Elsewhere in the country, nuisance wildlife birds are usually chased away by border collies or firecrackers. But in New York, Ms. Bannerman said, there is no relocation program for the geese, and they must be euthanized. Another method for controlling the birds is coating their eggs with corn oil, to prevent them from hatching.

The carcasses of the Prospect Park geese will be double-bagged and dumped in a landfill. Other states use different methods, like turning the geese into food or animal feed. This year, the Agriculture Department donated 900 pounds of goose breast to food pantries in Pennsylvania.


Dozens Protest Killing of Geese Near Airports

June 16, 2009, 6:12 pm

By Rachel Cernansky

Demonstrators protested a proposal to remove at least 2,000 geese from more than 40 city-owned parks and other sites within five miles of the city’s airports.

Just a few blocks north of Union Square, a crowd gathered outside the headquarters of the Port Authority of New York and New Jersey on Tuesday afternoon to protest New York City’s plan to kill at least 2,000 geese during their molting season, a time when the geese cannot fly. The protesters accused the mayor’s office of planning the action in secret, in conjunction with the federal Agriculture Department and the Port Authority.

The Port Authority brushed off the protest, insisting that the culling was necessary to prevent bird strikes — and adding a rhyme for good measure. “Our responsibility is to think about safety for people before peace for geese,” a Port Authority spokesman, Stephen Sigmund, said.

The authorities announced the plan to kill the geese on Thursday, in response to the bird strike that resulted in the nearly disastrous ditching of US Airways Flight 1549 in the Hudson River in January. The first 100 geese were killed on Monday.

The protesters asserted that the geese culling was both inhumane and ineffective.

“This is absurd,” said Edita Birnkrant, New York director of Friends of Animals, the group leading the protest. “This is not going to solve any problems. This won’t make planes any safer.”

The geese that took down Flight 1549 on Jan. 15 were migratory geese, while the geese that are going to be killed in the next few weeks are resident birds, the protesters pointed out. The disruption of their habitats would not have prevented the accident in January, they said.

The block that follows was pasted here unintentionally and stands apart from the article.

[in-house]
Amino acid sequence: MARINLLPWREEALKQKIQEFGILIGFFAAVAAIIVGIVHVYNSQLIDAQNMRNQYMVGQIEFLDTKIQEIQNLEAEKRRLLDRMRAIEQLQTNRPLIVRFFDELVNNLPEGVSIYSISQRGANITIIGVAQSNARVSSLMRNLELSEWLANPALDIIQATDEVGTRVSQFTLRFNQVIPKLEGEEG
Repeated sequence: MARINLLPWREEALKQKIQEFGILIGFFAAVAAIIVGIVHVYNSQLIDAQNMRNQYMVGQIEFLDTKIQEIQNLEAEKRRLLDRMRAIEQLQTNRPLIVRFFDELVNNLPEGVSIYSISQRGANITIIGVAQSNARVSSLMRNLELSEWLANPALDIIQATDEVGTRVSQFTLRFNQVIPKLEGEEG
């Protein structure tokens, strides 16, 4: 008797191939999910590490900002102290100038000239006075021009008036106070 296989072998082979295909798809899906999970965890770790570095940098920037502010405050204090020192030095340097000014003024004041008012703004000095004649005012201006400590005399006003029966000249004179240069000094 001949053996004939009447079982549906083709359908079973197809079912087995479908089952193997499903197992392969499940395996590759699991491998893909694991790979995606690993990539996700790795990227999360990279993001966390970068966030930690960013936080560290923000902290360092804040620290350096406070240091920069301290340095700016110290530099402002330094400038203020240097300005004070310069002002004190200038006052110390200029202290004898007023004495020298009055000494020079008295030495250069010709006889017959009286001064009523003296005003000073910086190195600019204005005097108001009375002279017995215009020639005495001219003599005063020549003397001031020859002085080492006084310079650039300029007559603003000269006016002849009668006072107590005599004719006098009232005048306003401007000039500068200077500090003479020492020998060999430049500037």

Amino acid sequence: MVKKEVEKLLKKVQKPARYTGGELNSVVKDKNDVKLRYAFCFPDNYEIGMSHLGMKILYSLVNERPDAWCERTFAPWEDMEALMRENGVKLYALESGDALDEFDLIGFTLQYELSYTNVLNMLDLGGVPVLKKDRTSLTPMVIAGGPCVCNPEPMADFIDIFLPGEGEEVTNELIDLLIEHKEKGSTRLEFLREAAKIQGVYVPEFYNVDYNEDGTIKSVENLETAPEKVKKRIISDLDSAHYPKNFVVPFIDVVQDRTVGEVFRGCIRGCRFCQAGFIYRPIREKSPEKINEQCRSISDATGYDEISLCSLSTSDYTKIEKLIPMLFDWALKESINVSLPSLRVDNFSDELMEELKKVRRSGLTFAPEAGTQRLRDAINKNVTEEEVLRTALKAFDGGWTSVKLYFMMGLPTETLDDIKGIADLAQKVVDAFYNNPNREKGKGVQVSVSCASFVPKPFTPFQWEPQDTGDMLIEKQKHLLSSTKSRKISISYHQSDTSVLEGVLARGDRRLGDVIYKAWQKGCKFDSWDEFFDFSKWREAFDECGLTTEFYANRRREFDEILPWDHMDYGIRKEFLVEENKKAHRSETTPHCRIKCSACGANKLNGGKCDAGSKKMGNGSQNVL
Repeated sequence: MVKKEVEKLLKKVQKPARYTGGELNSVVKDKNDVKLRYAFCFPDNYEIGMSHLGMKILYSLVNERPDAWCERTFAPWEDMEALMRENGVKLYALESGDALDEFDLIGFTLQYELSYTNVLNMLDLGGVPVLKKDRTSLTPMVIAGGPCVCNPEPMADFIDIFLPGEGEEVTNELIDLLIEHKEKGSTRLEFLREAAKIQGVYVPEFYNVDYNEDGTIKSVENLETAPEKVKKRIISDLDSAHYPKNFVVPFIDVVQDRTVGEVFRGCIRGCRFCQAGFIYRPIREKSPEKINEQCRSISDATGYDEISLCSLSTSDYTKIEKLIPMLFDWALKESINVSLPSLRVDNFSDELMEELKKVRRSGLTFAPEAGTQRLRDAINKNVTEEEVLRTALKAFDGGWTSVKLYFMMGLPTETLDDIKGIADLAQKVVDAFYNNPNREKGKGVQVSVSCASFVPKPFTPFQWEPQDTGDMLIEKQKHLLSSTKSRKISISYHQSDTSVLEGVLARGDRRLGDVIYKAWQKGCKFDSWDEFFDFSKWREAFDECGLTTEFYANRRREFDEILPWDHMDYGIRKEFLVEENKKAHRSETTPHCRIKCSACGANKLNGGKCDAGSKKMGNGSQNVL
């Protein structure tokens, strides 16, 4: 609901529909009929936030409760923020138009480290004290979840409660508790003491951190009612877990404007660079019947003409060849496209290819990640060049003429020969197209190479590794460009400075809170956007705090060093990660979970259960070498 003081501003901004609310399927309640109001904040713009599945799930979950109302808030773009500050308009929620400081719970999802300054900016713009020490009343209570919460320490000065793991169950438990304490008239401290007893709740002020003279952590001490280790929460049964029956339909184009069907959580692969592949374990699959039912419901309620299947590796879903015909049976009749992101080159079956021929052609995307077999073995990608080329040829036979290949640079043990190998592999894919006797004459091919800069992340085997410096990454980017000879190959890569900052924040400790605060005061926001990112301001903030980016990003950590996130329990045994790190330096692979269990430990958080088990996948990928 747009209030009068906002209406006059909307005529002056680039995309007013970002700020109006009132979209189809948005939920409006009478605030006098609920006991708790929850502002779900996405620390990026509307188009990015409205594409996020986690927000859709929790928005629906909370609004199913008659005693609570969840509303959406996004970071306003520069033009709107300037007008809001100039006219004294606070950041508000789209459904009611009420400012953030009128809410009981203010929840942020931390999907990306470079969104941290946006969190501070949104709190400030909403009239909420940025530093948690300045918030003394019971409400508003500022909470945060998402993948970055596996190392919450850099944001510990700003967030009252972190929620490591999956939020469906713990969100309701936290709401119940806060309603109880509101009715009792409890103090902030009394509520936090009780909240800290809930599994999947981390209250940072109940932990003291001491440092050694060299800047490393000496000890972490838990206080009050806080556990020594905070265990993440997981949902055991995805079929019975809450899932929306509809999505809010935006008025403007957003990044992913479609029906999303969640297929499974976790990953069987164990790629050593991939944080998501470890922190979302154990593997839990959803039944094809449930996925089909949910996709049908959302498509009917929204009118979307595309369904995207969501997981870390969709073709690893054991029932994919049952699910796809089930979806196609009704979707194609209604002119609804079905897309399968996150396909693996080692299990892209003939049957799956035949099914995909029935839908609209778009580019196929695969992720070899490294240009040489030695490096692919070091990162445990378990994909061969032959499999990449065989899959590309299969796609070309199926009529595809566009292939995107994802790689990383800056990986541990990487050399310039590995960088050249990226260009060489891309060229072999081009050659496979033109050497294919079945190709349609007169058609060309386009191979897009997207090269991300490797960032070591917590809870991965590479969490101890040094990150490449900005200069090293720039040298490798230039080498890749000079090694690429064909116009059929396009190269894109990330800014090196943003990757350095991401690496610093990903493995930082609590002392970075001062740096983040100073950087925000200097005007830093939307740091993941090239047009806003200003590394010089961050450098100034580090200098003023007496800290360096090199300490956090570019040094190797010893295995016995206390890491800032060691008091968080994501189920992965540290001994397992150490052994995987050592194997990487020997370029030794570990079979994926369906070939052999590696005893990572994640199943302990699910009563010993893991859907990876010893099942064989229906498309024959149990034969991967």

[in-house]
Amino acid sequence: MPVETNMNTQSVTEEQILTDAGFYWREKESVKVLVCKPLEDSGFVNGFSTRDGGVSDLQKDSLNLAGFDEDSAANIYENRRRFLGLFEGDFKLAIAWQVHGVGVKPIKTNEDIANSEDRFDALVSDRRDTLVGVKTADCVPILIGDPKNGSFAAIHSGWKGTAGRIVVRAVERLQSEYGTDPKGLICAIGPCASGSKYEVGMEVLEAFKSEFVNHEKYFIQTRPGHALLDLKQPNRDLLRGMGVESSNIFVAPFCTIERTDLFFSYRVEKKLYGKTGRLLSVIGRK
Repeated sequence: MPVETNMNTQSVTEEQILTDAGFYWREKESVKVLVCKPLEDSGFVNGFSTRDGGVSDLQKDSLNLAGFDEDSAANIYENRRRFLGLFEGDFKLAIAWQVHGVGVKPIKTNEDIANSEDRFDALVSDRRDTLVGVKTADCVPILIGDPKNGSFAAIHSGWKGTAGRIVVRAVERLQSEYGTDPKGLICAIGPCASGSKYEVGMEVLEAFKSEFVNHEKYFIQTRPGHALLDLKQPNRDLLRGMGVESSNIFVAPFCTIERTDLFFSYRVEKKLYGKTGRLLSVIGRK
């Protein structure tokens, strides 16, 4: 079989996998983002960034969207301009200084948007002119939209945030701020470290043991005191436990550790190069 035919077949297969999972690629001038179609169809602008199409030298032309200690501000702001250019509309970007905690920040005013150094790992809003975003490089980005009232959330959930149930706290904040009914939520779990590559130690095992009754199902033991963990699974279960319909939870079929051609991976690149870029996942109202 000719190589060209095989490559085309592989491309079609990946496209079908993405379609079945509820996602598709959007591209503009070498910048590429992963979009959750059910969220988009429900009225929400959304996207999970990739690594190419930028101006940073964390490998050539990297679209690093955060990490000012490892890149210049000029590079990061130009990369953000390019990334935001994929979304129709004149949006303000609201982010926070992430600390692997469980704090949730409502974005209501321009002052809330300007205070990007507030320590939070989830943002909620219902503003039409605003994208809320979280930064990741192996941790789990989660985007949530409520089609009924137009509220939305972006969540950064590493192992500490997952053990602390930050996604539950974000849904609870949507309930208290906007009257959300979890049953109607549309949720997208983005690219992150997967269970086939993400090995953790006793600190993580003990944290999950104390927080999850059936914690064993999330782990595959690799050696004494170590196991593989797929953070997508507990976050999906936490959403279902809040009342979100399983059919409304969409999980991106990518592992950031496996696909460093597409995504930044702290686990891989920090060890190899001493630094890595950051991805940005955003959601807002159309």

Ms. Birnkrant said that the Port Authority was “passing the buck” and that officials there told her they “would have” looked into nonlethal methods, but the decision to destroy the birds had already been made by the Agriculture Department. Ultimately, Ms. Birkrant argued, it was up to the mayor to approve the action.

“This is a terrible precedent to set, that anytime there is a problem with wildlife — to just slaughter them is not a way to solve the issue,” she said. The Humane Society of the United States says that Canada geese can be effectively managed with nonlethal techniques like aversive conditioning, egg addling and landscape management.

At the protest, as many as 30 people chanted slogans such as “How many geese did you gas today?” Asked whether the protest was having any effect, Ms. Birnkrant said: “A lot of people are giving the thumbs up and are supporting us. Some people don’t even know that this is going on.”

For their part, the authorities have said that the removal of the geese is necessary and comes on top of other steps to protect the aviation system.

“This new initiative will build on measures the Port Authority is already taking to eliminate wildlife hazards at the airports,” Chris Ward, the Port Authority’s executive director, said in a statement last week, “including the installation of a state-of-the-art bird radar trial program at J.F.K. Airport, hiring a second wildlife biologist — two of only seven airport biologists in the nation — expanding shotgun training for field supervisors, and returning to Rikers Island for the sixth straight year of roundups.”

Martin Lowney, director of the Agriculture Department’s Wildlife Services program, said last week that research had shown that resident Canada geese in several New York studies “stay within five miles of a particular location” and that 74 percent of wildlife strikes occur at or near the airport. Removing the geese will improve public safety “without harm to the species as a whole,” he maintained.



Informative articles about humane goose population control measures and other issues brought up in the story above.

  1. For the umpteenth time, geese are not a health threat
  2. Donating goose meat to food banks?
  3. Humane Methods and Success Stories